His quote of the show: “Happiness grows in direct proportion to your acceptance, and reverse proportion to your expectations.”


Monday, February 2nd, 2009

It is Monday morning, my weekly A-Z series is over, and I am left at a loss. What on EARTH am I supposed to do on Mondays now?

Well, I could always talk about money. Get excited.

I got my W-2 for 2008, and found out that I made a smaller amount of money than I thought possible to live on. I opened it up, and started laughing – but in a victorious way, because I LIVED!!! I totally survived on the most miniscule amount of money I’ve ever made – and I did it with style. I should publish my findings in a book: “How To Be Fabulous (While Utterly Destitute).” Actually, let me save you the reading, and save myself the writing, and just break it down into the basics:

1) To save on food: free sample dinners at the grocery store.
2) To save on toiletries: shower once every 3 days.
3) To save on car payments: drive a long-paid-off 19-year old car.
4) To save on entertainment: just go running instead.
5) To save on everything else: T.J. Maxx.

It’s tiring to be poor. But it’s kind of fun, right?


And now, I will spend the remainder of my day researching welfare.

Let the good times roll

Monday, July 7th, 2008

Hi, remember me? The girl who used to blog… before she went on vacation and slopped off? Do I even remember how to spell ennymohr? Well, don’t you worry, my pretties. For your entertainment (and my narcissism), I am back in internet action.

My Colorado adventure was much needed, and so, so fun. Old friends, good food, and great scenery – I mean, really – what else could I need? When I arrived back in Nashville on Friday, I had a deep sense of sadness as I once again realized that I don’t know where my home is. Montrose? Seattle? Kansas City? Nashville? I just wish that everyone that I love could live in the same place. But I don’t think that’s in the cards for me – and I imagine that many of you feel the same. Gone are the days when people would spend their entire lives in one location – and I am grateful, really, since I feel like there is a lot of world to see and experience. But it comes at a cost, and every time that I choose to return to see loved ones, I am also choosing to eventually have to say goodbye.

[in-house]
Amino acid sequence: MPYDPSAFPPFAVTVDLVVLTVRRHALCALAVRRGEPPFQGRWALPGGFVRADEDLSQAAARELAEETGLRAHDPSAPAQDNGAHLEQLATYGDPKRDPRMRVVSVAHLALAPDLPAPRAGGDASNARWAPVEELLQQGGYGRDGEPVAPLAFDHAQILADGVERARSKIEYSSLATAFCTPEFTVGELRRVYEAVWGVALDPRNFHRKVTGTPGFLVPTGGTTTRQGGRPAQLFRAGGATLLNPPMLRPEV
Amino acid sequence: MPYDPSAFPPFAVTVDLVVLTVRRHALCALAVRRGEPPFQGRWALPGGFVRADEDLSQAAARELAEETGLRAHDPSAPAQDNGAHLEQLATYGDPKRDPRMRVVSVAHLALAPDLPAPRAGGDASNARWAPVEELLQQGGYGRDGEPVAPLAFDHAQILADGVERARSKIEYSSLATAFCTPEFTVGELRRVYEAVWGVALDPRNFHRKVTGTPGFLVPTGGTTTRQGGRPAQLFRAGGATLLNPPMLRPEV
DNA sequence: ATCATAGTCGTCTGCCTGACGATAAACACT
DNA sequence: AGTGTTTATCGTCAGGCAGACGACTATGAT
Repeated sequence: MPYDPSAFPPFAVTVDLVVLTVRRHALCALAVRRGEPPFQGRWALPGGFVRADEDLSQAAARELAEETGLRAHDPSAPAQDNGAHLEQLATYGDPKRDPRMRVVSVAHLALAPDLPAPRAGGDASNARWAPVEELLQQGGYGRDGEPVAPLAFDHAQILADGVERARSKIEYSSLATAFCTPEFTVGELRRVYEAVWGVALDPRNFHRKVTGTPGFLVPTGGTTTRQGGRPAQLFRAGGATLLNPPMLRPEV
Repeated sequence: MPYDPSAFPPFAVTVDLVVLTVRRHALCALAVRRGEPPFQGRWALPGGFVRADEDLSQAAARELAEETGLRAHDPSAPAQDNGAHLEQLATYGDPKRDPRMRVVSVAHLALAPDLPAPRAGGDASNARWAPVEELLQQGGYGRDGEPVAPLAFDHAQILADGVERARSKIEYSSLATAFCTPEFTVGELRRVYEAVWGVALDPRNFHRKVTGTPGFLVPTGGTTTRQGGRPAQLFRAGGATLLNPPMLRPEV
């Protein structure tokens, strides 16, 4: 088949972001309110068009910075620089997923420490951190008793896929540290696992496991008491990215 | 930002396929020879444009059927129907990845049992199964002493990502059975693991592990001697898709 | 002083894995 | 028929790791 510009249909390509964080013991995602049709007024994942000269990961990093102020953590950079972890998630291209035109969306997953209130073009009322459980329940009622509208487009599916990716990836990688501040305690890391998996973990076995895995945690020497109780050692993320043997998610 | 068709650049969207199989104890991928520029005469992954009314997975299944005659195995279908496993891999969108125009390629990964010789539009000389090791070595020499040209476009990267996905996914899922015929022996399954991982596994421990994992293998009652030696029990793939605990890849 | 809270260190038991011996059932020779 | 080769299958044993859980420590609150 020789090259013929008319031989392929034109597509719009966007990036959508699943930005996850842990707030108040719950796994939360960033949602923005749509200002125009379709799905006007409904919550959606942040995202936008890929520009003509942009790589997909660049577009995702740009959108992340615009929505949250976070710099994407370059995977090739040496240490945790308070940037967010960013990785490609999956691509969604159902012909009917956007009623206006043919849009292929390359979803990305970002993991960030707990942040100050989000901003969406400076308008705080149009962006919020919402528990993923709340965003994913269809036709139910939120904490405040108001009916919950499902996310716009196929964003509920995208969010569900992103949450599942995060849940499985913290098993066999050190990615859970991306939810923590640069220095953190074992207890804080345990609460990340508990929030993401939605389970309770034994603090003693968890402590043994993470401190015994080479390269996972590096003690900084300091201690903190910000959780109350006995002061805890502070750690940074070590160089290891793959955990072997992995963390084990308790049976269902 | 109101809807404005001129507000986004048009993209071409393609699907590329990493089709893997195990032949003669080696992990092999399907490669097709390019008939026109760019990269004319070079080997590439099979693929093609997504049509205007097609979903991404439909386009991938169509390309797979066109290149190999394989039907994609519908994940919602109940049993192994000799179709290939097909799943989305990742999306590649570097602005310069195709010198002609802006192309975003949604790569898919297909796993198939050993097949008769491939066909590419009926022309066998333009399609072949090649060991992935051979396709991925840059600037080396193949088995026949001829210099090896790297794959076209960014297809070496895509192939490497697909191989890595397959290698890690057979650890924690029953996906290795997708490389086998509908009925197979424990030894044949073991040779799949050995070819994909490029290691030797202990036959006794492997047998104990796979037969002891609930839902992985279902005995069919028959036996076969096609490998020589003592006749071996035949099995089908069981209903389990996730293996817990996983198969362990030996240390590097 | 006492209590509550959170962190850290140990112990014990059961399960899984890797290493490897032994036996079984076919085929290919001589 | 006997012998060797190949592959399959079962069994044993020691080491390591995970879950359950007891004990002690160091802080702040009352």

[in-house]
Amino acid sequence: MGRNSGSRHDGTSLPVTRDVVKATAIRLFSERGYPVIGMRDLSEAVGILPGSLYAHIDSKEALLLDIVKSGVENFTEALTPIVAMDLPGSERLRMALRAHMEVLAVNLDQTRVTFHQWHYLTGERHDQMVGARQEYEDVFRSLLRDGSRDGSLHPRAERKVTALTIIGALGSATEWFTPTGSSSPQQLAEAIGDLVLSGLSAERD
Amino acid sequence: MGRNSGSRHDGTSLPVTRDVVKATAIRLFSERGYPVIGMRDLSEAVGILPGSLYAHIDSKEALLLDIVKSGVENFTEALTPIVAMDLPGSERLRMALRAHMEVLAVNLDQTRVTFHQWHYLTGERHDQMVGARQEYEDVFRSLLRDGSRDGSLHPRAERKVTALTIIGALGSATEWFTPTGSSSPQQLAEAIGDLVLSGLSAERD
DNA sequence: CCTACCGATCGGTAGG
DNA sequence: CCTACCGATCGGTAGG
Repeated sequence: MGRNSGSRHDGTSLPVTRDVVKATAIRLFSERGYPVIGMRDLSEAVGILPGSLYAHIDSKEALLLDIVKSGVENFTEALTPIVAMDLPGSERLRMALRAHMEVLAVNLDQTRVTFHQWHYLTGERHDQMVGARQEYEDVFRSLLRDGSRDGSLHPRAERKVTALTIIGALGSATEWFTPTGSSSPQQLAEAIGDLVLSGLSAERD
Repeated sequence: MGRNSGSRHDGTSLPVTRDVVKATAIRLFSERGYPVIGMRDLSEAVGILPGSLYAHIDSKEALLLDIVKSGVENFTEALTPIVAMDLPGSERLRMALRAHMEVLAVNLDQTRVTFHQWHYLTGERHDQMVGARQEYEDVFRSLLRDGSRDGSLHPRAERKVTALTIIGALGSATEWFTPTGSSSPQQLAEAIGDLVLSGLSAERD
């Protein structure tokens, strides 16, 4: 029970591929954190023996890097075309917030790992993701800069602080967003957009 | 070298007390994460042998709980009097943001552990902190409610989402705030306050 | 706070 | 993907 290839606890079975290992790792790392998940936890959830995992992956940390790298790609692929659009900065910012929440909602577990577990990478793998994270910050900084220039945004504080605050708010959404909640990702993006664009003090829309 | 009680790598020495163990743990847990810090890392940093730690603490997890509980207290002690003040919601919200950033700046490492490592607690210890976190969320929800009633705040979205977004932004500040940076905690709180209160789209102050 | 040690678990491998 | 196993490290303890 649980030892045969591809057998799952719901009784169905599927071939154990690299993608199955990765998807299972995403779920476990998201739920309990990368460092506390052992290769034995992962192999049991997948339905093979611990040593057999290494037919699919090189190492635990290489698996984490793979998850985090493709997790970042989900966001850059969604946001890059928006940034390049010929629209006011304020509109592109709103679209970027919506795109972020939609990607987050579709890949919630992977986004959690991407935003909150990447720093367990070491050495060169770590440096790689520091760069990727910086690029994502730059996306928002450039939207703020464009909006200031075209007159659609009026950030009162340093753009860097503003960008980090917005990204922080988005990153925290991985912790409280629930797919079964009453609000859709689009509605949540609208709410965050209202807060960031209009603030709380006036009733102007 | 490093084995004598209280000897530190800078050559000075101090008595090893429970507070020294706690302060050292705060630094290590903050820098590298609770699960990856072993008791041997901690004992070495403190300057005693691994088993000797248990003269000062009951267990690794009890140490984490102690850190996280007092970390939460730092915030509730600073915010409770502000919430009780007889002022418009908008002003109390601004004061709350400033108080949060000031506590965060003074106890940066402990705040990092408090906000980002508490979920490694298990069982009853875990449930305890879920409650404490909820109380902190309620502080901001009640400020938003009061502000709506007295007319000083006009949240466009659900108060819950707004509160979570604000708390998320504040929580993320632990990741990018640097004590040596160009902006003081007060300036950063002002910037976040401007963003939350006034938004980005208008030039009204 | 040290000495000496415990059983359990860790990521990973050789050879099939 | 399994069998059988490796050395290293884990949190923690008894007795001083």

But as my sister Becca says, “I am not homeless – I am homefull.” Many homes. Many places to belong. Many people to love, and to be loved by. And that is a good feeling.

So, let’s focus on the good.

Nashville feels like a bright and sunny place today, 1) because it is bright and sunny (and sickeningly hot, but who’s pointing out the negatives?), and 2) because I had a great re-entry weekend, full of friends and food and getting my apartment back in order. I love that. Organization. I walk into Storables or the Container Store, and, completely over-stimulated with ideas and a fiery passion for arranging my “stuff,” I practically have a seizure. I thrive on structure. Some day, I am going to start the Annie Parsons Center for Home Organization, Life Management, and Badassery (APCHOLMB). It’s going to sweep the nation. Watch out, California Closets.

I am wearing a cute dress today. I wore it last night, too – but you just can’t get too much of a good thing.

I met a new kindred spirit friend, and she is lovely and amazing and hilarious.

I decided to become a real Nashville musician, so I have a show lined up. SCREAM.

It’s good to be back online. :)